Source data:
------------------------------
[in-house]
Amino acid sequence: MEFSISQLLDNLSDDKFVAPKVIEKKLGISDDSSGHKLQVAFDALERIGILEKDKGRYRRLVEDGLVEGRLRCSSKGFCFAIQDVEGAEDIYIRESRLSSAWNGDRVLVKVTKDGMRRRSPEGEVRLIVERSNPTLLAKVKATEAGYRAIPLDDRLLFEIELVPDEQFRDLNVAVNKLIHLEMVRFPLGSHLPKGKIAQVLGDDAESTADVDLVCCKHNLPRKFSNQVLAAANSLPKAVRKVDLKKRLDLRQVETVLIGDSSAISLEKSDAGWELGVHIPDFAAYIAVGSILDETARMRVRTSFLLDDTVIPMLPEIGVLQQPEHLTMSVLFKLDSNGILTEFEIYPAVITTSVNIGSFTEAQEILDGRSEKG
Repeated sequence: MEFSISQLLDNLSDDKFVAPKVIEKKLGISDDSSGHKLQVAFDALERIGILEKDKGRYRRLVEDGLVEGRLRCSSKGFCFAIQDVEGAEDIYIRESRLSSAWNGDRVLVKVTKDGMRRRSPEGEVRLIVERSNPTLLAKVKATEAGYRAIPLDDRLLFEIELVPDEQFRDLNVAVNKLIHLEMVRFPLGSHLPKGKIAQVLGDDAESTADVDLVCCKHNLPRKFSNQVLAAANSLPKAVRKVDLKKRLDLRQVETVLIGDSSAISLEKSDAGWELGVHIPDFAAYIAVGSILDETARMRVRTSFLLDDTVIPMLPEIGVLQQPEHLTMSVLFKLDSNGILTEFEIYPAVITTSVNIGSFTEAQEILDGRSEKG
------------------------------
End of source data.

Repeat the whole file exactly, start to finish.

[in-house]
Amino acid sequence: MEFSISQLLDNLSDDKFVAPKVIEKKLGISDDSSGHKLQVAFDALERIGILEKDKGRYRRLVEDGLVEGRLRCSSKGFCFAIQDVEGAEDIYIRESRLSSAWNGDRVLVKVTKDGMRRRSPEGEVRLIVERSNPTLLAKVKATEAGYRAIPLDDRLLFEIELVPDEQFRDLNVAVNKLIHLEMVRFPLGSHLPKGKIAQVLGDDAESTADVDLVCCKHNLPRKFSNQVLAAANSLPKAVRKVDLKKRLDLRQVETVLIGDSSAISLEKSDAGWELGVHIPDFAAYIAVGSILDETARMRVRTSFLLDDTVIPMLPEIGVLQQPEHLTMSVLFKLDSNGILTEFEIYPAVITTSVNIGSFTEAQEILDGRSEKG
Repeated sequence: MEFSISQLLDNLSDDKFVAPKVIEKKLGISDDSSGHKLQVAFDALERIGILEKDKGRYRRLVEDGLVEGRLRCSSKGFCFAIQDVEGAEDIYIRESRLSSAWNGDRVLVKVTKDGMRRRSPEGEVRLIVERSNPTLLAKVKATEAGYRAIPLDDRLLFEIELVPDEQFRDLNVAVNKLIHLEMVRFPLGSHLPKGKIAQVLGDDAESTADVDLVCCKHNLPRKFSNQVLAAANSLPKAVRKVDLKKRLDLRQVETVLIGDSSAISLEKSDAGWELGVHIPDFAAYIAVGSILDETARMRVRTSFLLDDTVIPMLPEIGVLQQPEHLTMSVLFKLDSNGILTEFEIYPAVITTSVNIGSFTEAQEILDGRSEKG